Light Amid the Darkness

‘Natural leader’ Marie Kendrick continues to inspire her Bodine colleagues in the wake of her tragic death

June 11, 2019
'A Natural Leader' -- Kendrick takes the lead during a tour on the plant floor at Bodine Aluminum's facility in Troy, Missouri.

Marie Kendrick joined Bodine Aluminum in 2016, right after she earned her engineering degree at St. Louis University. But it didn’t take long for her fellow team members to recognize just how special she was.
“She was talented and driven,” says Travis Hartman, Kendrick’s manager in Production Engineering. “She was also outgoing and funny and easygoing. Her personality helped everyone ride through the ups and downs. She was a natural leader. The sky was the limit for her.”
But on a tragic day last September, all of that promise was cut short in a fatal car accident.
Hartman and his team at the Troy, Missouri, facility that casts cylinder heads, cylinder blocks and automatic transmission parts for Toyota vehicles will never forget. And hopefully through The Manufacturing Institute, which in April honored Kendrick with a STEP Ahead award as an emerging female leader in manufacturing, others will come to appreciate her, too.
Kendrick’s parents received her award posthumously, sharing this deeply personal video. They were joined by fellow award-winners Renee Robertson, general manager of Production Control at Toyota Motor Manufacturing, Kentucky, and Shamaya Morris, a specialist in Production Engineering at Toyota Motor Manufacturing, West Virginia. You can read a bit more about them here.
Forward Thinking -- Among her many accomplishments, Kendrick guided the development of a new automated casting die repair process.

A Champion of New Technology on the Job
Kendrick certainly deserved to join them on that stage in Washington, D.C. In her short tenure at Bodine, she led the launch of the cylinder head casting for Toyota’s new TNGA 2.0-liter four-cylinder engine — a $15 million project. And, among other accomplishments, she spearheaded the development of a new automated casting die repair process.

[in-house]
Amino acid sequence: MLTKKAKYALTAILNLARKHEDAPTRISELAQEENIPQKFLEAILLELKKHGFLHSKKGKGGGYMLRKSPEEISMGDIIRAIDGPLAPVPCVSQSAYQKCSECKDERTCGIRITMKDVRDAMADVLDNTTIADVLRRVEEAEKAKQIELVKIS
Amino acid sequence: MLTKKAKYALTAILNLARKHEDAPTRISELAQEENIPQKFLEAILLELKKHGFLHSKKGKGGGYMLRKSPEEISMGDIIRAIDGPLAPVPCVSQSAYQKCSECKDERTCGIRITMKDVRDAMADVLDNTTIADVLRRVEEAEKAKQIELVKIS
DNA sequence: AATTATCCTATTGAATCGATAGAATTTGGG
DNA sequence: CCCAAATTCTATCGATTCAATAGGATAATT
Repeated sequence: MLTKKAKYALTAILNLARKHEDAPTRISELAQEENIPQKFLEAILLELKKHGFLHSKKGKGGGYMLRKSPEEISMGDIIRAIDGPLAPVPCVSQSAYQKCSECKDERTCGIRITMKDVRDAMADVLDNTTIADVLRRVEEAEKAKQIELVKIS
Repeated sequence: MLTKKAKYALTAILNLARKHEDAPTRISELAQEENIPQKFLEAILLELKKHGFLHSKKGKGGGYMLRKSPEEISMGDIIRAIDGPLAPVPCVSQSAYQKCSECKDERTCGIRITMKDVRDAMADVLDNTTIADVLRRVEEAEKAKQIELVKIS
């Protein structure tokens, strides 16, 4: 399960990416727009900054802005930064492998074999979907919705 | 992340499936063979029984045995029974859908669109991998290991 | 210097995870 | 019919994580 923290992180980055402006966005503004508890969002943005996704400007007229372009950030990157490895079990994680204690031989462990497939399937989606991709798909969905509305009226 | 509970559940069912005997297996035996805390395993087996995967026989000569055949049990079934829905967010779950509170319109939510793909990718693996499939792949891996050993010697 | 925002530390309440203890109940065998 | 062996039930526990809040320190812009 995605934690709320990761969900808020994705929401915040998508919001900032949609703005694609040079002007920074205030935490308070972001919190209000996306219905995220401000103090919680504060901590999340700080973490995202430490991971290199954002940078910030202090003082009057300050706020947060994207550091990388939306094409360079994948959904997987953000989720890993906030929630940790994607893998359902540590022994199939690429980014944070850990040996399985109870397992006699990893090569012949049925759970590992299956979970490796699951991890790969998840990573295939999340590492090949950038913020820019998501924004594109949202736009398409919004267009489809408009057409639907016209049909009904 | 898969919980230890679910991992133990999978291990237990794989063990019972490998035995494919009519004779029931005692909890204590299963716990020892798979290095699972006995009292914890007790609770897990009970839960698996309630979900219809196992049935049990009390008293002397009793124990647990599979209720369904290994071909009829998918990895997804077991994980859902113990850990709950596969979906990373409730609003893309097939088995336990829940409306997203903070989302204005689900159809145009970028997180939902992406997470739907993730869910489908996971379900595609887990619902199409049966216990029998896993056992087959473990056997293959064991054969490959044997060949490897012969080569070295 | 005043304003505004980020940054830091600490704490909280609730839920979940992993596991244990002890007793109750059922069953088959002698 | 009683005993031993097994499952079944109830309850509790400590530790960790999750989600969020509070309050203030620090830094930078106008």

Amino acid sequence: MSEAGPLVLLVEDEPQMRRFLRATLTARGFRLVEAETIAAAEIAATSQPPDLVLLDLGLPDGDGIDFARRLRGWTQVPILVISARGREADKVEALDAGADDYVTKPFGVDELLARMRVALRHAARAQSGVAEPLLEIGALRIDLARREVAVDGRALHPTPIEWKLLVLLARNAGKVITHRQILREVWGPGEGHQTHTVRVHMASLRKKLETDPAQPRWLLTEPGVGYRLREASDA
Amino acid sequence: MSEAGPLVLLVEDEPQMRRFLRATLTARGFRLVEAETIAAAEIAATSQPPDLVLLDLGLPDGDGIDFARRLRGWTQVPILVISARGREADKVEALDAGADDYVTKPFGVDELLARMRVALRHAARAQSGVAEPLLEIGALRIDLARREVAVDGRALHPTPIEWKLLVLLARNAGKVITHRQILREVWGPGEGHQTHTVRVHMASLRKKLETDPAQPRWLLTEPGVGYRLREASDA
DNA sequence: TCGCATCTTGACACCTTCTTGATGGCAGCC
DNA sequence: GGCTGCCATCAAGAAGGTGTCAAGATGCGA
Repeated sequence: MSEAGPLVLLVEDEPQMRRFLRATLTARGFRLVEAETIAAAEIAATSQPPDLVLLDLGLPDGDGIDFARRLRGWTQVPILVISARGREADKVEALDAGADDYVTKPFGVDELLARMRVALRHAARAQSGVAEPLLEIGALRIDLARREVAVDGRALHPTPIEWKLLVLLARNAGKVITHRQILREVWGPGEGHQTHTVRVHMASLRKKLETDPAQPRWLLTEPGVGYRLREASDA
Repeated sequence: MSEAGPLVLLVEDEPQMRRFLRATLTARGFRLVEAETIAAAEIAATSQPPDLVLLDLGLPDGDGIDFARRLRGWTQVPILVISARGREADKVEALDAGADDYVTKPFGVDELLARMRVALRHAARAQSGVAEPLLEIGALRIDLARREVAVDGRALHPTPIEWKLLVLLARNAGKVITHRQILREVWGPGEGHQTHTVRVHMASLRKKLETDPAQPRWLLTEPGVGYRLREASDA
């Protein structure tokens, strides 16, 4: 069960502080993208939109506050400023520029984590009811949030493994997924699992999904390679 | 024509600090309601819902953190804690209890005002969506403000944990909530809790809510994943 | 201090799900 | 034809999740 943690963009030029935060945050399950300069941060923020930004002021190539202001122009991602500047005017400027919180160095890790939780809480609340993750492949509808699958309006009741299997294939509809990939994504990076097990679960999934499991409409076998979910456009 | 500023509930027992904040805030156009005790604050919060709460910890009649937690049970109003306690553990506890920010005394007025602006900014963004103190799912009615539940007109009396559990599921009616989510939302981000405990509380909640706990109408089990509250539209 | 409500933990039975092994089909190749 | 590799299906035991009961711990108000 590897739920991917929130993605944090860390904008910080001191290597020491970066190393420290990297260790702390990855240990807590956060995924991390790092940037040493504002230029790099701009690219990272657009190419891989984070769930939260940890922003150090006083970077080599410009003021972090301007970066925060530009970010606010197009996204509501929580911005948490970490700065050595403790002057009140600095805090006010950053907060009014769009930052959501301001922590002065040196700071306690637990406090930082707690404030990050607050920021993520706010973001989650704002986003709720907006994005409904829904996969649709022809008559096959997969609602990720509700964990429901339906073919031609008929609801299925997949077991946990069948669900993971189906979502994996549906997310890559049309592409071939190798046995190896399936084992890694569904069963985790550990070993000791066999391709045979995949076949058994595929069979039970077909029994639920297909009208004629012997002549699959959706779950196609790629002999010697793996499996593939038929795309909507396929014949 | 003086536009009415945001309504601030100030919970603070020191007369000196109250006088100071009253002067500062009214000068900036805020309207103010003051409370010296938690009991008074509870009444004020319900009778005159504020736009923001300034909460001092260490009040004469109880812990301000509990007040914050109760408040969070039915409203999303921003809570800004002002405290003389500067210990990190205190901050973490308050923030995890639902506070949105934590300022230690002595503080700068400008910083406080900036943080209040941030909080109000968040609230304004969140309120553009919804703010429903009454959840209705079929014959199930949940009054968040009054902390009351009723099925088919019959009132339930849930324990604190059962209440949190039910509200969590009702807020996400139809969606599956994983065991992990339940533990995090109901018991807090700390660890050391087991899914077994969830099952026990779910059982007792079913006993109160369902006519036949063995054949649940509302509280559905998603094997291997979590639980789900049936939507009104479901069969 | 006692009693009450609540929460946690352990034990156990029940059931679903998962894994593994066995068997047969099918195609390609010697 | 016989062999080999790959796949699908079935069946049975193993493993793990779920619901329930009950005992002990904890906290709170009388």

“It uses 3D printing technology to repair a die far more quickly, at lower cost and at higher quality than the conventional process,” says Hartman. “It really is a breakthrough for us. Marie championed it and kept it from falling through. It would not be the success that’s become if not for her.”
Hartman says Bodine was incredibly fortunate to have crossed paths with Kendrick. While still a student, she attended a Society of Women Engineers conference where the company happened to have some recruiters. Kendrick liked that Bodine was close to home, so she signed up for an eight-month co-op assignment in Troy as part of her undergraduate engineering degree work.
Team Player -- Kendrick (near center of photo) joins with several other colleagues in wishing Senior Principal Engineer Mr. Sugita (seated with artwork) before his return to Japan.

A Force for Good in the Community
Even with the demands of a full-time job, Kendrick continued to be active in the Society of Women Engineers. She also served on the board of directors for Earthwise Industries, a nonprofit organization in Troy that provides employment opportunities to mentally and physically challenged individuals. She helped build houses with Habitat for Humanity. And she fed her passion for volleyball, serving as the head coach of a local girls team.
Though just getting started in her career, Kendrick also sought out opportunities to mentor several female engineers who followed in her footsteps as co-op students at Bodine.
“Marie saw just how important it was to her to have good mentors,” says Production Engineering Group Manager Steve Grund, who nominated Kendrick for the STEP Ahead award. “She worked to pay it forward and be a good mentor to the next generation of female talent.”
Lives Changed -- This is just one of the ways Kendrick's fellow team members have sought to remember her and the impact she had on their work lives.

Hartman has no doubt that Kendrick’s memory will live on, to the benefit of Bodine and the many team members who knew her.
“As a team, we’ve learned a lot about what we do and how we do it by trying to process her loss,” he says. “The one thing that really came through was her overall daily humility. She had a way of getting the best out of people by valuing them and promoting excellence. None of us knows how many days we have. It’s a really hard time right now. But we’re working through it together. And, thanks to Marie, we’ll be better for it.”
By Dan Miller

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